Americanah: a novel by Chimamanda Ngozi Adichie (Alfred A. Knopf, 2013).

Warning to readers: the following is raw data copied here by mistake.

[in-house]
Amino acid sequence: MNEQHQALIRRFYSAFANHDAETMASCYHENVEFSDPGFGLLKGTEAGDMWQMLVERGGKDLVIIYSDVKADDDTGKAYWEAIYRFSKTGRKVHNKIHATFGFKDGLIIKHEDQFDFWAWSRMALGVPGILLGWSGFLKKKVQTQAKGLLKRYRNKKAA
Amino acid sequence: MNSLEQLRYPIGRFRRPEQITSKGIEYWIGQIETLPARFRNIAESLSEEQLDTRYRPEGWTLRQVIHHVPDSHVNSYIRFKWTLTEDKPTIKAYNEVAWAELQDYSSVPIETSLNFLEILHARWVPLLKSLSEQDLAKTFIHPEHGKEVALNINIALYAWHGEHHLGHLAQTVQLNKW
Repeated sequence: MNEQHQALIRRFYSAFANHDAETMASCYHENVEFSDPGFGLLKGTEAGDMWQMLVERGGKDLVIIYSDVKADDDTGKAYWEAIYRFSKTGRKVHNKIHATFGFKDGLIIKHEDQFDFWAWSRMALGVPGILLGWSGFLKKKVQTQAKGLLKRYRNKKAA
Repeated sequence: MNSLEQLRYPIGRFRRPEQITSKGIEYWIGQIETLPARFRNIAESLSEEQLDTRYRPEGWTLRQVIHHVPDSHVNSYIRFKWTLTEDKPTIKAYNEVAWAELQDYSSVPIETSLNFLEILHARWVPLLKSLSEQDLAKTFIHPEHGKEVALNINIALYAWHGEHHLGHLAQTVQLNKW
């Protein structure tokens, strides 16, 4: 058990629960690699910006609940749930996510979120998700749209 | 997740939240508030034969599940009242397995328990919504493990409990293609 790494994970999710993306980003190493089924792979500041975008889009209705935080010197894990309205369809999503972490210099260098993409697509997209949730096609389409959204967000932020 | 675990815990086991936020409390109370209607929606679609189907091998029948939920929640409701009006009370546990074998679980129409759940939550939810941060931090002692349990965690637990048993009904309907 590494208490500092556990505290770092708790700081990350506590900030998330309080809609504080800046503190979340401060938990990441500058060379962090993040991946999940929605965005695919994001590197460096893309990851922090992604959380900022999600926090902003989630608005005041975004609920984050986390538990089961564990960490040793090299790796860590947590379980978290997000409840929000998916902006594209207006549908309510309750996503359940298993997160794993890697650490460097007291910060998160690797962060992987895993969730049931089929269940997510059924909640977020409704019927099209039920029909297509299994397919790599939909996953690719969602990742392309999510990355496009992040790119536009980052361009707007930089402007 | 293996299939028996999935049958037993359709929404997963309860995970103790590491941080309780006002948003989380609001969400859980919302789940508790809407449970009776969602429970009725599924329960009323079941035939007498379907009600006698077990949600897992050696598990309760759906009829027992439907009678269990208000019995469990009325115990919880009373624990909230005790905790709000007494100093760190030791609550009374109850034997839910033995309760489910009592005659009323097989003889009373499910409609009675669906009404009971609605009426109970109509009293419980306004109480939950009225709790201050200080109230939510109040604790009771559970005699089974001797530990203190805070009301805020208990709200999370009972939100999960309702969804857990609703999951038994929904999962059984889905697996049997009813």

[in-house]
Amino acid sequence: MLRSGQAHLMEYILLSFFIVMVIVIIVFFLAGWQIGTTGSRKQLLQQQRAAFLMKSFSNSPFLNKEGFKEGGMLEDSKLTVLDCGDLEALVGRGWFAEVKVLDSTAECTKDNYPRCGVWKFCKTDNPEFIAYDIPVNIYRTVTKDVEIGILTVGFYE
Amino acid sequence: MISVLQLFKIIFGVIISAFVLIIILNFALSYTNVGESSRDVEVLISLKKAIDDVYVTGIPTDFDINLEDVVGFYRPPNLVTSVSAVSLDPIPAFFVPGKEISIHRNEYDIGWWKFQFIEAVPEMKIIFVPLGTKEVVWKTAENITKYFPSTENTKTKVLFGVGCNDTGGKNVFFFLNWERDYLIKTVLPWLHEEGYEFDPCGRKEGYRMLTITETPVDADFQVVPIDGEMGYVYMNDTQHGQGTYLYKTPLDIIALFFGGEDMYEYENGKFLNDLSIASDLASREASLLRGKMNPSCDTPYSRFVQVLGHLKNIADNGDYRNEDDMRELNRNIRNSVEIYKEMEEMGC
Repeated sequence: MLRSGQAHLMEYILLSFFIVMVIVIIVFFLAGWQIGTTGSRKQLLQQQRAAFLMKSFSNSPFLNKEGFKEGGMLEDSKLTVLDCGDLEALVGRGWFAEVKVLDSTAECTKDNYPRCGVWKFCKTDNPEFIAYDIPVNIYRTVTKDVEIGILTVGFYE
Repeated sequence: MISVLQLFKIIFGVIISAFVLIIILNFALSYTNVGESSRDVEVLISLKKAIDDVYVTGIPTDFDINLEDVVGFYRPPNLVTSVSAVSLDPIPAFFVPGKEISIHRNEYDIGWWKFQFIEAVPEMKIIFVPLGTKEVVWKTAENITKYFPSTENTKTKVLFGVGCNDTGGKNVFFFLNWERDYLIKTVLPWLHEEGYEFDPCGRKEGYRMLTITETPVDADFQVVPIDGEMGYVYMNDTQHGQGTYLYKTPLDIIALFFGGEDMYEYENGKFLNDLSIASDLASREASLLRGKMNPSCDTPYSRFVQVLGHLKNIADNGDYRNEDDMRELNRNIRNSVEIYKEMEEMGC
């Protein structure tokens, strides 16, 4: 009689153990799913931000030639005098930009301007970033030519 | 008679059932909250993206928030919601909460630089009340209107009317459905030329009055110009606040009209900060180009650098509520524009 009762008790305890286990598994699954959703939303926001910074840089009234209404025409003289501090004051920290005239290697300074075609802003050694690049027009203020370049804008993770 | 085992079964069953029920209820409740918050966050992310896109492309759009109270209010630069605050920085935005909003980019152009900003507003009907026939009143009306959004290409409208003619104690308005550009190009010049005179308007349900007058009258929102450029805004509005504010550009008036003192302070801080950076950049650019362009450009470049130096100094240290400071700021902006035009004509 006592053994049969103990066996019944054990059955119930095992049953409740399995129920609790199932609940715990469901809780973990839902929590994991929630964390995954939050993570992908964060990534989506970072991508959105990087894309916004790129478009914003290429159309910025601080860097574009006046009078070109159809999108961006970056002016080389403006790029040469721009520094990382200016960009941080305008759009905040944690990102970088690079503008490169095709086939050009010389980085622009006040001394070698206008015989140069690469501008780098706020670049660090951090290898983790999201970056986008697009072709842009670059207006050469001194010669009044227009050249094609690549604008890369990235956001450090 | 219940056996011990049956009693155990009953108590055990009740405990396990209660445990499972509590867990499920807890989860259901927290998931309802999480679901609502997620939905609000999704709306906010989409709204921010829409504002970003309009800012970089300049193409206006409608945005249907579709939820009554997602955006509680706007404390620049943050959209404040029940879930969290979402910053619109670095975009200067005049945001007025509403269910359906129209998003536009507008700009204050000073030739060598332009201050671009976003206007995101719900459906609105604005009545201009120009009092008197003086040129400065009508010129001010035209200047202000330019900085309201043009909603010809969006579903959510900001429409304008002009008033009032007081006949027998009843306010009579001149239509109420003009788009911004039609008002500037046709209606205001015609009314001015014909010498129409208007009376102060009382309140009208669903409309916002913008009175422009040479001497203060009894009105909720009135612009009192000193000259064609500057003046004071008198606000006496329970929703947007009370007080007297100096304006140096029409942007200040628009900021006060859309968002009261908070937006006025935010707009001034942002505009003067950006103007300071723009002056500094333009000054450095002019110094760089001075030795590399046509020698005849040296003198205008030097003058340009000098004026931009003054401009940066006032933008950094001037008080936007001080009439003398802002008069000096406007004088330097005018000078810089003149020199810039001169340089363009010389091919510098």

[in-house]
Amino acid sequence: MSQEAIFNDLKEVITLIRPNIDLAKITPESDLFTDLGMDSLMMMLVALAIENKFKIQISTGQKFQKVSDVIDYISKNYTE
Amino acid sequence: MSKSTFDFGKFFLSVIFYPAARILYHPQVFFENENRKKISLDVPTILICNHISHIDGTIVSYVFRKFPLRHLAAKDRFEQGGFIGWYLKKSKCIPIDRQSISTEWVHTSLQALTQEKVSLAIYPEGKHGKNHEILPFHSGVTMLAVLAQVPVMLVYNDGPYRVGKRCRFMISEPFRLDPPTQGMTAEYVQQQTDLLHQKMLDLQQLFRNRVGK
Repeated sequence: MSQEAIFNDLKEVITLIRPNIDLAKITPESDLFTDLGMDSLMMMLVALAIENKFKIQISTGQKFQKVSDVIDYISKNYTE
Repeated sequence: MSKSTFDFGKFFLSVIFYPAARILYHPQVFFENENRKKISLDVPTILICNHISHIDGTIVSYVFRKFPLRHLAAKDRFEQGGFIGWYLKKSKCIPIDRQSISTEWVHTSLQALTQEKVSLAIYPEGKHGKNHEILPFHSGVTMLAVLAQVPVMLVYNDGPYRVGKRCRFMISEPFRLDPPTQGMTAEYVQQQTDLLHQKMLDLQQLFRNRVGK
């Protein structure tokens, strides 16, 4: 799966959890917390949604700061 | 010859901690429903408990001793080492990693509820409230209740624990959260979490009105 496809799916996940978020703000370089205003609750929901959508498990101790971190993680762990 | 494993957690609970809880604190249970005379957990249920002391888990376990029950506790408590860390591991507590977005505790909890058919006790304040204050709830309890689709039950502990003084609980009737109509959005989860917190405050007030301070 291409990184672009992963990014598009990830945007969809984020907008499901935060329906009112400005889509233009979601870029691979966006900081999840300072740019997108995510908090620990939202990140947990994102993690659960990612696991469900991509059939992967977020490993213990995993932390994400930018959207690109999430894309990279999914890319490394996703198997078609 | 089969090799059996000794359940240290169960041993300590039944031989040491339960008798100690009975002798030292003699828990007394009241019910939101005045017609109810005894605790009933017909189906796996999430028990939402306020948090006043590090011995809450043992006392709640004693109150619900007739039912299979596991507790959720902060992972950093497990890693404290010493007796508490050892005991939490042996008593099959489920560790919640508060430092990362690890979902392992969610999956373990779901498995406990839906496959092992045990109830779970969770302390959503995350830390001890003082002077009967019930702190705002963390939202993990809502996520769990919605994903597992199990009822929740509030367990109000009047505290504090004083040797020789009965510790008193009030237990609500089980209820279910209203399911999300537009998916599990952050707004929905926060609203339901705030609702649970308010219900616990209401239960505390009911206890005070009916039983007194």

This is actually Adichie’s fourth novel; she sounds so young I assumed it was her first.  I think her fresh voice will resonate with the college students who are supposed to be reading it for their freshman seminar at my university. I hope they don’t assume it’s like most of the English literature they are required to read, which is usually very hard for students to relate to, and don’t bother to open it. If so they will miss out on the story of two intelligent young Nigerians in their twenties seeking fame, fortune and love –  the woman in America (mainly in the Philadelphia area) and the man briefly in England and then back home in Lagos, Nigeria. The social commentary about the United States is spot on, so I expect that Adichie’s commentary about life in Nigeria is equally accurate. There is a whole secondary theme about “identity through hair”, as a co-worker of mine called it, particularly as it relates to women of African descent. Most Americans (college students or not) know very little about life in modern African countries (unless they are fans of Alexander McCall Smith’s books set in Botswana) and will find this novel fascinating and eye-opening.


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